BI case underlines broker obligations

A recent High Court of England finding relating to business interruption cover has offered a significant warning for brokers when servicing commercial clients.

In  Eurokey Recycling Ltd v Giles Insurance Brokers Ltd [2014] EWHC 2989 (Comm), the insured sought damages of £2.9 million against its broker for failing to provide adequate advice regarding business interruption insurance following a fire at its business premises.

The insured claimed that they were underinsured due to the broker’s failure to explain and clarify the implications of the company’s changed gross profit margins on a potential business interruption insurance claim.

The High Court of England found that the insured was not able to claim against the broker due to the adequate level of care the broker had taken in offering its client detailed advice regarding its business interruption cover.

Colin Biggers & Paisley Senior Associate Damian Clancy says although the court found in favour of the broker, the case serves as a warning to brokers who may risk exposing themselves to client claims.

“Our firm has seen a lot more business interruption claims recently,” Clancy says.

“We see brokers who have absolutely zero paperwork to back up their position and it’s their word against the insurer’s.

“There are also instances where they’ve actually got pretty good paperwork, but no face-to-face interaction with their client and that causes some problems. The standard expected is quite high,” Clancy adds.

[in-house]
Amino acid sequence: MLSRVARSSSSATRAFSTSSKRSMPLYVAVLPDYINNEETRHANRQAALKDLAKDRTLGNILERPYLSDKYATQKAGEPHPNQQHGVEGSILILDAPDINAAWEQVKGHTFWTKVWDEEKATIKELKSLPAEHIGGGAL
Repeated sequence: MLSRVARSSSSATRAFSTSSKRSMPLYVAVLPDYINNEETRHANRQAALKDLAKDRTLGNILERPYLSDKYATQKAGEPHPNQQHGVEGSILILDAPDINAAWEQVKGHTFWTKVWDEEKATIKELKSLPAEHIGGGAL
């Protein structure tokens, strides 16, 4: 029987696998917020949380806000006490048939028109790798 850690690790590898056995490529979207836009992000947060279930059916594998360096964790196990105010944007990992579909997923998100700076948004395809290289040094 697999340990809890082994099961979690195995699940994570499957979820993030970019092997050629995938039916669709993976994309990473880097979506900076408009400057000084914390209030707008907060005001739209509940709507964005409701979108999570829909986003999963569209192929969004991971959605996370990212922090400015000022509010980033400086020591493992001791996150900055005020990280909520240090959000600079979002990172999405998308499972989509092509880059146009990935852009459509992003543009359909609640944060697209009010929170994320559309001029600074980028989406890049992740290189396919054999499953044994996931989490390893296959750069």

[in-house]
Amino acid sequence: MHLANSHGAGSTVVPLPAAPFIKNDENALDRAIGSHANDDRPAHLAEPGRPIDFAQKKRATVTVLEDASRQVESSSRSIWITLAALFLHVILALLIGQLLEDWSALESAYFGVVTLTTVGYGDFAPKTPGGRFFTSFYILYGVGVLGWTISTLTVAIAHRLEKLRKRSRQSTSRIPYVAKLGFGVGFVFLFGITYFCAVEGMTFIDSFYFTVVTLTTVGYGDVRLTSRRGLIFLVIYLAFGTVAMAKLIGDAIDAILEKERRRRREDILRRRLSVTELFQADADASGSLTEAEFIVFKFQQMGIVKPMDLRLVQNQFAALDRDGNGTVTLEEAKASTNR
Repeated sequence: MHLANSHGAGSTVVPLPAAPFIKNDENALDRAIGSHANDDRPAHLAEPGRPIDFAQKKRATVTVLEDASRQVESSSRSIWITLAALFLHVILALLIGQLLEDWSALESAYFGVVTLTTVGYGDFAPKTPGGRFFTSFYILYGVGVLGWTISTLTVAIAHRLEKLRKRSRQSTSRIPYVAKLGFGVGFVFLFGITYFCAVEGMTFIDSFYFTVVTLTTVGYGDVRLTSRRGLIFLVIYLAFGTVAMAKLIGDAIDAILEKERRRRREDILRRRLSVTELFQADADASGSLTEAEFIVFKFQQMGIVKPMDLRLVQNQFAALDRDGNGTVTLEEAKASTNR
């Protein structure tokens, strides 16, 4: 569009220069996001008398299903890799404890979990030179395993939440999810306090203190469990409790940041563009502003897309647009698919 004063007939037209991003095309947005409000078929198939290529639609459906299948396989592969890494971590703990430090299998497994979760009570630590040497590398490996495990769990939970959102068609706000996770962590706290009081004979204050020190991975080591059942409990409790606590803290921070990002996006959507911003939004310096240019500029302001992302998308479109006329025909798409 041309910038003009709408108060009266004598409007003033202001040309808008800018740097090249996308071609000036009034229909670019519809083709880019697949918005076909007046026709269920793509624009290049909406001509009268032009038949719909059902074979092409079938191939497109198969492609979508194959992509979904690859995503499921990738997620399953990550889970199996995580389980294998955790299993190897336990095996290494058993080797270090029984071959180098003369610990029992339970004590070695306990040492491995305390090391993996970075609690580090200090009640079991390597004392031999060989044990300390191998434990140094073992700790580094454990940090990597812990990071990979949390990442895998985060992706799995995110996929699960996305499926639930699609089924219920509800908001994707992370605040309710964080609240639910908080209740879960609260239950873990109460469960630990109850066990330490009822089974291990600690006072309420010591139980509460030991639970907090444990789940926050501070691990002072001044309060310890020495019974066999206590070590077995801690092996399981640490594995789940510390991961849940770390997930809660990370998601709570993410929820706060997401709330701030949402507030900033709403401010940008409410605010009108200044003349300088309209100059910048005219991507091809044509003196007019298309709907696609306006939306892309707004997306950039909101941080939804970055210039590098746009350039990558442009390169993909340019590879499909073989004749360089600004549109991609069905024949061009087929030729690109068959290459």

Clancy says that Australian courts require the broker to have a relatively detailed knowledge of their client, with evidence of detailed advice, for the court to find in favour of the broker in such claims.

“One of the key things that falls from the Eurokey decision is that the courts seem to require brokers to have a relatively detailed knowledge of their individual clients,” Clancy says.

“Some of the more pro-consumer and conservative judges are likely to require that there has been some kind of face-to-face contact, but, at the very least, a detailed letter that informs the insured of the importance of business interruption cover, a careful explanation of the information required by the broker, and the operation of any underinsurance clauses.”

Clancy notes the level of care taken by the broker in the Eurokey case was of an unusually high standard, showing a higher level of care than many other cases.

“In Eurokey, the broker actually went out and met the insured on a number of occasions, had a good measure for the responsible employee’s level of sophistication, gave detailed presentations and gave advice accordingly,” Clancy says.  

“In a lot of the cases that we come across, that level of contact is actually quite rare – particularly with small to medium-sized businesses.”

“We see the highest volume of claims from people who own small businesses, and who say they didn’t really understand what information was required of them or why business interruption cover is so important,” he adds.

“When you’ve got someone who runs a business that does not have the sort of resources that Eurokey had, then courts have a bit more sympathy for them.”

For more information regarding the finding, you can read Damian Clancy and Rory Butler’s case summary here.